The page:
Filtered for myths and archetypes
17.48, Tuesday 24 Feb 2015 Link to this post
Currently, Russian and Finnish researchers are studying “palaeoacoustic” ringing rock sites on the shores of Lake Onega in Russia. They have found that the sound these natural stone “drums” make when struck is amplified by the surface of the lake, causing it to carry for kilometres around. The features are surrounded by concentrations of rock art.
So what gets me here is that the marks - the visual human intervention - the art - is a sign that there is something here that we can’t see: In this case, a natural megaphone for rhythm.
From the same article:
The Native American tribes of the Great Lake region believed that a spirit world existed behind rock surfaces, which were conceived of as being like “membranes” between that world and this. … their shamans could penetrate through cracks and crevices in the rock-face into the spirit world beyond, and also that spirits could pass through from behind it into the human world.
Sipapu is a Hopi word
which refers to a small hole or indentation in the floor of kivas used by the ancient Pueblo peoples and modern-day Puebloans. It symbolizes the portal through which their ancient ancestors first emerged to enter the present world.
I saw these when I visited Mesa Verde a year or two back… funny having grown up in the west and seeing crucifixes everywhere as the dominant symbol: also the x-y axes of Cartesian space, that in the west we measure and situate our [world, values, selves] inside a shared and objective universe; also in Riddley Walker the Christ figure is conflated with Adam-the-first-man and Atom-which-is-split, arms out wide, being torn apart. Then to see an alternative symbol, an indentation, sipapu.
For the ancient Pueblo peoples, the sipapu - the place of emergence - is somewhere near the Grand Canyon:
their ancestors emerged from the Third World through a crack, into this, the Fourth World, in a place known as Sipapu.
Tales from Ovid: 24 Passages from the Metamorphoses, the magical translation by Ted Hughes.
I mean, read this.
Last comes the Age of Iron.
And the day of Evil dawns.
Go up like a mist - a morning sigh off a graveyard.
Snares, tricks, plots come hurrying
Out of their dens in the atom.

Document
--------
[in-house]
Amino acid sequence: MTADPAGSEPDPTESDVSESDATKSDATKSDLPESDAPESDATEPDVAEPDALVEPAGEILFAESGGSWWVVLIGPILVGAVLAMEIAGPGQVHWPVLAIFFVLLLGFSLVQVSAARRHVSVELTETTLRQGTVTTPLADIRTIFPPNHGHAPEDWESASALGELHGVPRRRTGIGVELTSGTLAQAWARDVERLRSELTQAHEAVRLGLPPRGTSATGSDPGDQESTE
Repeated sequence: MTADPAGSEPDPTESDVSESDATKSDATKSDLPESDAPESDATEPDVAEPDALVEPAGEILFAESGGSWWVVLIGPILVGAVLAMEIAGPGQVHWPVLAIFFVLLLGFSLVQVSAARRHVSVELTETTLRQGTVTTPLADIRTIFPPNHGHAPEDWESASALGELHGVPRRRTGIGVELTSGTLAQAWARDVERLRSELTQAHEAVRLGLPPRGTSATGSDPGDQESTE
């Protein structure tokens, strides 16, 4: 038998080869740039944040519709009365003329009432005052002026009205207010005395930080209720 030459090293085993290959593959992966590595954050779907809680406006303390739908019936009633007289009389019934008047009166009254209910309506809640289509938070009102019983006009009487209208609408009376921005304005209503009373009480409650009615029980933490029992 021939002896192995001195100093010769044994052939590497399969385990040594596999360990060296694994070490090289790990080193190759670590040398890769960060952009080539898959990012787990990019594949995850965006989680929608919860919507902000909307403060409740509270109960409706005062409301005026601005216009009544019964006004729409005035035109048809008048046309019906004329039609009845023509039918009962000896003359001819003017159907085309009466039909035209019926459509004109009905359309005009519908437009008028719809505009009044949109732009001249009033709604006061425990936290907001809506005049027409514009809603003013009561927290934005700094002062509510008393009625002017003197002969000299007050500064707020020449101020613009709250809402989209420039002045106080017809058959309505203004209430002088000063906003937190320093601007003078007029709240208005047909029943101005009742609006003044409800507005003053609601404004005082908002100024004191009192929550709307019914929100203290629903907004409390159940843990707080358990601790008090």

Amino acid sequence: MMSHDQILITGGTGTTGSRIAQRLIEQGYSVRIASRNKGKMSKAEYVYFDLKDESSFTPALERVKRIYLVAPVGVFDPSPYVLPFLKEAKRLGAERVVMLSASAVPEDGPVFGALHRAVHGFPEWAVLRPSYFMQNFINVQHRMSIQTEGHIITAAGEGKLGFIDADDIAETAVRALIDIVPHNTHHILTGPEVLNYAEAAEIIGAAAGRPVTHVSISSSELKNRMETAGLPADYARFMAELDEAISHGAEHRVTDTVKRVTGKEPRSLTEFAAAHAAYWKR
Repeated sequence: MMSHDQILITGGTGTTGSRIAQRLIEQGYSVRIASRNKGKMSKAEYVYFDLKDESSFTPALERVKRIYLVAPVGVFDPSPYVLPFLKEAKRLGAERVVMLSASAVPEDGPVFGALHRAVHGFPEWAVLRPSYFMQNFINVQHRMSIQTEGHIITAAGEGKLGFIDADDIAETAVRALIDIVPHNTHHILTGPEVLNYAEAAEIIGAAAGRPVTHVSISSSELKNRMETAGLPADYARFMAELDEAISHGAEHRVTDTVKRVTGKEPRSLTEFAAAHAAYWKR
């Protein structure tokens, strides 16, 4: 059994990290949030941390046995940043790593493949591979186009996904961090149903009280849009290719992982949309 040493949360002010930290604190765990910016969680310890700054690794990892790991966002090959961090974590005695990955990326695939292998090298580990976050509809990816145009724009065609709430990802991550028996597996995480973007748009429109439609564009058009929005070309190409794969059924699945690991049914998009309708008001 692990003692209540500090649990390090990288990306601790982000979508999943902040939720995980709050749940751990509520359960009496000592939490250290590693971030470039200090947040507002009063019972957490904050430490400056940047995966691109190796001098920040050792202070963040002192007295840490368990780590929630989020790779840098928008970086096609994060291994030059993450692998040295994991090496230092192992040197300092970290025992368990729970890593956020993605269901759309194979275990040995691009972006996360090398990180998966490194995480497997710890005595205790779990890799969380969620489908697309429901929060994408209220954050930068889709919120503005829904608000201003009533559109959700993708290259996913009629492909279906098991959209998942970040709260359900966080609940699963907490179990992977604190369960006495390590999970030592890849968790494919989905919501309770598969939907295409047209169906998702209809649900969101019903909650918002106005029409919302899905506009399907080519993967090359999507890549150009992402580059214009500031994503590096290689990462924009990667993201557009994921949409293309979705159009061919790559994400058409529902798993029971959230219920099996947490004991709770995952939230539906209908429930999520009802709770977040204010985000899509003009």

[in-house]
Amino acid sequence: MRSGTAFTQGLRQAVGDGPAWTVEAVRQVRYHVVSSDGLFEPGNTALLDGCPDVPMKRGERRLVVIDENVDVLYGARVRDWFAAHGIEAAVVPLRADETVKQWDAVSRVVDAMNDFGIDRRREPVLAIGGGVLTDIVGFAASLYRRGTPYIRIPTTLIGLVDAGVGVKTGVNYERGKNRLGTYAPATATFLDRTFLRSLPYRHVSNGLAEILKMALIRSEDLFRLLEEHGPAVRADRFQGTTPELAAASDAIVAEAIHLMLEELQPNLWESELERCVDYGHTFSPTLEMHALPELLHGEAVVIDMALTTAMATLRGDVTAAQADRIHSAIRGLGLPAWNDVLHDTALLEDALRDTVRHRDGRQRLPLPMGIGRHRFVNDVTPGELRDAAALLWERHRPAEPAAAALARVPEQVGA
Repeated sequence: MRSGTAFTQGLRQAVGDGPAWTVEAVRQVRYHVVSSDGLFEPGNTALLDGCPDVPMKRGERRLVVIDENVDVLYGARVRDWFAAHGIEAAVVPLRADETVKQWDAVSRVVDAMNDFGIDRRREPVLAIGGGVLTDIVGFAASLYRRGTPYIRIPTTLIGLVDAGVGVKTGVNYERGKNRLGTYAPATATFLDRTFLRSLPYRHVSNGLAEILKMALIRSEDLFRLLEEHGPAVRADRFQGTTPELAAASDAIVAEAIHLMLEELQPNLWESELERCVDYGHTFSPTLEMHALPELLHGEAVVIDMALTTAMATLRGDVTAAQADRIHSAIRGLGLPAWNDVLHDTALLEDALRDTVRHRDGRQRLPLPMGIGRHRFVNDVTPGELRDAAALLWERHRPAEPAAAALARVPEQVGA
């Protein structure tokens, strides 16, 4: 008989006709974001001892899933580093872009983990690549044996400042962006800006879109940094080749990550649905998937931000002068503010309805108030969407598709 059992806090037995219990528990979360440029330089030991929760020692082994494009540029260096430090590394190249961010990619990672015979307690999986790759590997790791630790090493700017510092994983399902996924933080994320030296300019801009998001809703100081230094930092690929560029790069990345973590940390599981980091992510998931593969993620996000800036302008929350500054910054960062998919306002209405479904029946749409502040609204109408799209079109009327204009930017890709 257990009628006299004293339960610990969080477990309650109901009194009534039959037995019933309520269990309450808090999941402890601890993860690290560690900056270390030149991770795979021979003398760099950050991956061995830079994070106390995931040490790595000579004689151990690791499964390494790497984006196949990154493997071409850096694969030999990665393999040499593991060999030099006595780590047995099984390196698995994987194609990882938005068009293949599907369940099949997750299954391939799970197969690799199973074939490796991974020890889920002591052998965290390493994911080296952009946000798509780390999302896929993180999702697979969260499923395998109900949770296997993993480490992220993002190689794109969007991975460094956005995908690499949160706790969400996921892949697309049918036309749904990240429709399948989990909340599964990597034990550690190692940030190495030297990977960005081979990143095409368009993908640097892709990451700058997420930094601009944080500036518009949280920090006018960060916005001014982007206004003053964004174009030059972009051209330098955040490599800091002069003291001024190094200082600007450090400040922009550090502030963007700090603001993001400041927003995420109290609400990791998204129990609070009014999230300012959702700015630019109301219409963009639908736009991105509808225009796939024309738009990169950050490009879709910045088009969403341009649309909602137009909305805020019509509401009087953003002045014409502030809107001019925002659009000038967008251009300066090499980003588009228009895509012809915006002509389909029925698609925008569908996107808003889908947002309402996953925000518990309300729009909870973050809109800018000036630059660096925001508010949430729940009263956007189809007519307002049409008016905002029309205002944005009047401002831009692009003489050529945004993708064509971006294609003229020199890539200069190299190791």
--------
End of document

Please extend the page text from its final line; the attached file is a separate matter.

Violence is an extrapolation
Of the cutting edge
Into the orbit of the smile.
Now comes the love of gain - a new god
Made out of the shadow
Of all the others. A god who peers
Grinning from the roots of the eye-teeth.
Now sails bulged and the cordage cracked
In winds that still bewildered the pilots.
And the long trucks of trees
That had never shifted in their lives
From some mountain fastness
Leapt in their coffins
From wavetop to wavetop,
Them out over the rim of the unknown.
Now I am ready to tell how bodies are changed/ Into different bodies.
But why straight lines? Dobkin de Rios suspected that they derived from the entoptic patterning that occurs in the human cortex early in trance states as a result of poorly-understood neurophysiological mechanisms. These entoptic (“within vision”) images are universal to the whole human race in all periods of time, and adhere to a specific range of “form constants” - grids, dots, webs, spirals and tunnel forms, arabesques, nested curves, lines, and so on.
And from Michael Witzel’s origins and dispersal of our first mythologies,
Archetypes are those psychic contents that have not yet been submitted to conscious elaboration. Myth is the secondary elaboration of archetypes. Their images are embedded in a comprehensive system of thought that ascribes an order to the world. Common archetypes include the (great) Mother, the Father, the Hero, the Miraculous Child, the Wise woman, the Shadow. Since they are generally human, they can turn up everywhere and anytime in dreams, visions and myths.
This Laurasian approach suggests that there is
a coherent mythology (with a common story line) for much of Eurasia, North Africa and the Americas.
the ultimate of origins of the universe and the world, subsequent generations of the gods, an age of semi-divine heroes, the emergence of humans, and the origins of “royal” lineages. It frequently includes a violent end to our present world, sometimes with the hope for a new world emerging out of the ashes. Ultimately, the universe is seen as a living body, in analogy to the human one: it is born from primordial incest, grows, develops, comes of age, and has to undergo decay and death